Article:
Set in Salford, Manchester during Victorian times, the film tells the story of obstinate boot-shop owner Henry Hobson. Hobson dominates both his employees and his three daughters, only bothering to enquire about his meals before heading to the local public house for ale. His eldest daughter Maggie, becomes tired of his uncivilized behavior and decides to rebel by seeking a husband. Much to the hilarity and concern of her father, Maggie sets her sights on shy Will Mossop, Hobson’s master boot-maker.
Mossop is at first stunned by the suggestion, but eventually agrees to Maggie’s convincing persuasion, and together they set up a rival boot shop. Maggie marries Will, and then decides to free her two sisters from their father’s harsh grip, and allow them to take husbands of their own choosing. Hobson’s health deteriorates and his business begins to decline without his accomplished boot-maker, Hobson is finally compelled to agree a merger with his daughter and Will.
At the time the play was set in, the class system was used and consisted of lower middle and higher class, Hobson is of a high-medium class while Willie is of lower class. My first impressions of Maggie were that she is a very powerful, successful business woman who always gets the sale from every person who enters the shop. She is a liberator to characters in the play and shows this through her defiant nature towards her father; Henry Hobson. We see that she has a vision throughout the play and she can see this through the craftsmanship of Willie Mossop.
In the scene with Albert, we can see that Maggie’s dominant and overpowering character is illustrated straight away in the stage directions when it says “Maggie rises” This tells us that she ascends to her full height and does not just get up. By doing this, she shows her dominance over Albert. Maggie says “what can we do for you, Mr Prosser?” Here, Maggie is pushing Albert towards a sale as she mentions to him that “were not here to let people go out without buying” This shows her business sales technique which makes her character and role so dominant. Albert asks for boot laces but Maggie opts to go for new boots from the shelf. Albert doesn’t go against Maggie as he is slightly scared of her. Maggie “pushes him slightly.” In that time men were more dominant and powerful than women but here Maggie physically pushes him which shows Albert’s weakness and Maggie’s strength and eagerness to win.
Maggie says “you’d better have the old pair mended” Not only has Albert just bought a new pair of boots but he is now getting his old pair mended, meaning more money for the shop. Once again, this shows Maggie’s sales technique which makes Hobson so successful. The way that Maggie talks to Albert, would have been seen as totally disrespectful to the male race, at that time. Later on in the play, Maggie is confronted by her father about the subject of marriage. Hobson is dealing husbands for Alice and Vicky but not for Maggie as she is “a bit on the ripe side for marrying”.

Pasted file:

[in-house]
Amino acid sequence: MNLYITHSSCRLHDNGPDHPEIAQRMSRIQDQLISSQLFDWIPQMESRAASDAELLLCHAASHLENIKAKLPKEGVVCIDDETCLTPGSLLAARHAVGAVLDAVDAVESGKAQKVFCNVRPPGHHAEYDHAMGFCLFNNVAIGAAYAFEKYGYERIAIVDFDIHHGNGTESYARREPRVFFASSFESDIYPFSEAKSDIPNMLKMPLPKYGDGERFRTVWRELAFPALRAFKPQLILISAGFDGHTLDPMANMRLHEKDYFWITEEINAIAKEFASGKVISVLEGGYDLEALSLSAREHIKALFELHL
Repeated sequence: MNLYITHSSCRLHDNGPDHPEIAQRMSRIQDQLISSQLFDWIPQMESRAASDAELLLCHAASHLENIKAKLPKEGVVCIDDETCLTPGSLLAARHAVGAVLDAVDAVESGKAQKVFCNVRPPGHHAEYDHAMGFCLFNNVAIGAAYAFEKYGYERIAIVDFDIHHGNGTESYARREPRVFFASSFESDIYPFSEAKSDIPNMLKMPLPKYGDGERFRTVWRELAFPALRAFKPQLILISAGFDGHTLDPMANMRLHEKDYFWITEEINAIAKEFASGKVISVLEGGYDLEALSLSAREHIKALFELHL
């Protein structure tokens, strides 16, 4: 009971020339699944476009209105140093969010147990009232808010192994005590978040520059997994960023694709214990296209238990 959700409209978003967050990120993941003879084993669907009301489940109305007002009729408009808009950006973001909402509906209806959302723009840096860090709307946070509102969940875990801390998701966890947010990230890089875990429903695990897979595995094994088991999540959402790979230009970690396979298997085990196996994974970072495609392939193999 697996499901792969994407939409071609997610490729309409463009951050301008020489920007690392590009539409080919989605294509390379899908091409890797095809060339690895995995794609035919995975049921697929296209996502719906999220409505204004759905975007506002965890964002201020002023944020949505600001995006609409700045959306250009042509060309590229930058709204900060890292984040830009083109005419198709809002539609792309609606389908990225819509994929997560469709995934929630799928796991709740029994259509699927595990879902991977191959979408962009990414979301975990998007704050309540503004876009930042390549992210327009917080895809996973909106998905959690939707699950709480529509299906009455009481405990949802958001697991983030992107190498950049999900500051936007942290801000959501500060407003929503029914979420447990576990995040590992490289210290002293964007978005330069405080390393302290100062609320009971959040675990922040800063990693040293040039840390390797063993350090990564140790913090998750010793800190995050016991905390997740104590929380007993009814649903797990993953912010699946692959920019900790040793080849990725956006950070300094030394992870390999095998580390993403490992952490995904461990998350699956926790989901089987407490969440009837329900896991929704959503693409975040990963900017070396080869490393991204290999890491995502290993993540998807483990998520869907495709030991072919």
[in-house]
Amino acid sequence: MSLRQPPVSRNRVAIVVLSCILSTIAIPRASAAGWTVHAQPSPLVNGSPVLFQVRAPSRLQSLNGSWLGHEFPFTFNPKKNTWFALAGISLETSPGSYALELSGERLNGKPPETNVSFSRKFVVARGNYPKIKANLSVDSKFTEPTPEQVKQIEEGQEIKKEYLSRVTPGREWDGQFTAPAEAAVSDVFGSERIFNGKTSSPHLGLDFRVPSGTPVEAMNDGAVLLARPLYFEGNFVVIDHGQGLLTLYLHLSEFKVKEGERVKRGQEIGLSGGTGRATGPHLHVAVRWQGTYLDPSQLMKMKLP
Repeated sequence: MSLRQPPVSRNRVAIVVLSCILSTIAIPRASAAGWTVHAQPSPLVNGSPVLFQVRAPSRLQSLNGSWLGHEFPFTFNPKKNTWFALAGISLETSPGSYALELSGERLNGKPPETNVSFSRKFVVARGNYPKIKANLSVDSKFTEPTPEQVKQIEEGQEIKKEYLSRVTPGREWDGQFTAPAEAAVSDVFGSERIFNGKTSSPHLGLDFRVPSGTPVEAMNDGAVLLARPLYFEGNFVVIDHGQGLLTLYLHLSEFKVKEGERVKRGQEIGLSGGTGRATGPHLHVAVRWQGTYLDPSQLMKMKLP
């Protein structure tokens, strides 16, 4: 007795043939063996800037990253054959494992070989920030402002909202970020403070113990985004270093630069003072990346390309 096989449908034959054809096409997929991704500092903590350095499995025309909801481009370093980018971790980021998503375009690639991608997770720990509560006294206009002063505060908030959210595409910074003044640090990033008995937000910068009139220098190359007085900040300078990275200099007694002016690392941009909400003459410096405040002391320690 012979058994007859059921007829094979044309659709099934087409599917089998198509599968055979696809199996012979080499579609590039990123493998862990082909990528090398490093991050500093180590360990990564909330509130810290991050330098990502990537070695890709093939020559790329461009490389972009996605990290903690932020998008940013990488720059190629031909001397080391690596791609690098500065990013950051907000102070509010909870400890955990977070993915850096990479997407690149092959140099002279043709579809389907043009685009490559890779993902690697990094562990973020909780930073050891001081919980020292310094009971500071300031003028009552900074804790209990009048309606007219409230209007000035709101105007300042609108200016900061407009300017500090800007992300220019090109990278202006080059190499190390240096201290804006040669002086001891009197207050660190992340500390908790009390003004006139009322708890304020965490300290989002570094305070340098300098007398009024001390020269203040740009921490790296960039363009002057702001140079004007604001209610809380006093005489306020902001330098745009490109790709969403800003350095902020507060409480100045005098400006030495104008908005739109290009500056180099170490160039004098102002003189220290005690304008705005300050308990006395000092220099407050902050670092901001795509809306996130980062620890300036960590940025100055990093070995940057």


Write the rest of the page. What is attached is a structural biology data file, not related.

This tells us that Maggie is too old for marrying and she’s beyond marrying age so Hobson doesn’t want to pay for her wedding. In the scene where Mrs Hepworth enters the shop demanding to see who made her boots for her, she wants to give Willie Mossop a visiting card in case he goes to another shop. Hobson says that “he won’t make a change” this shows that the society of the time was a very strict class system and Willie didn’t get to have a say but Hobson just took over him. The trap which Willie came up in symbolizes the class system by him being a low class “work house brat” and the middle class above him. Willies character shows us that he is very timid, trapped and fearful man. Hobson goes into the Moonrakers inn with Jim for a drink and they both talk about Vicky, Alice and Maggie about their marriages.
Later in the scene Maggie is talking to Willie and asks him “when are you going to leave Hobson’s?” This tells us that Maggie may be scheming about something to do with Willie. Willie reacts to this and says “not me, ive been at Hobson’s all my life.” Willie is not at all confident speaking to Maggie here as she is pressuring him into something he doesn’t want to do. He says “I’m a loyal fool” which suggests that Willie is starting to be defiant over Maggie’s harsh criticisms and he shows us the not so confident side of him.
“Will mossop, you’re my man!” Here, Maggie is complimenting Willie and trying to persuade him into starting their own business together in which Maggie sees a business investment in him. Maggie asks Willie to marry her when Willie says “I’m tokened to Ada Figgins” Maggie responds to this in a surprised way as she always wins what she wants and fights for. Willie says to Maggie “I wish you’d leave me alone” From him saying this, we can see the lack of confidence and fearfulness of his character. Willie gets quite nervous when talking bout sensitive matters such as the proposal of Maggie; he starts to stutter a bit but later on becomes very ambitious and optimistic about it.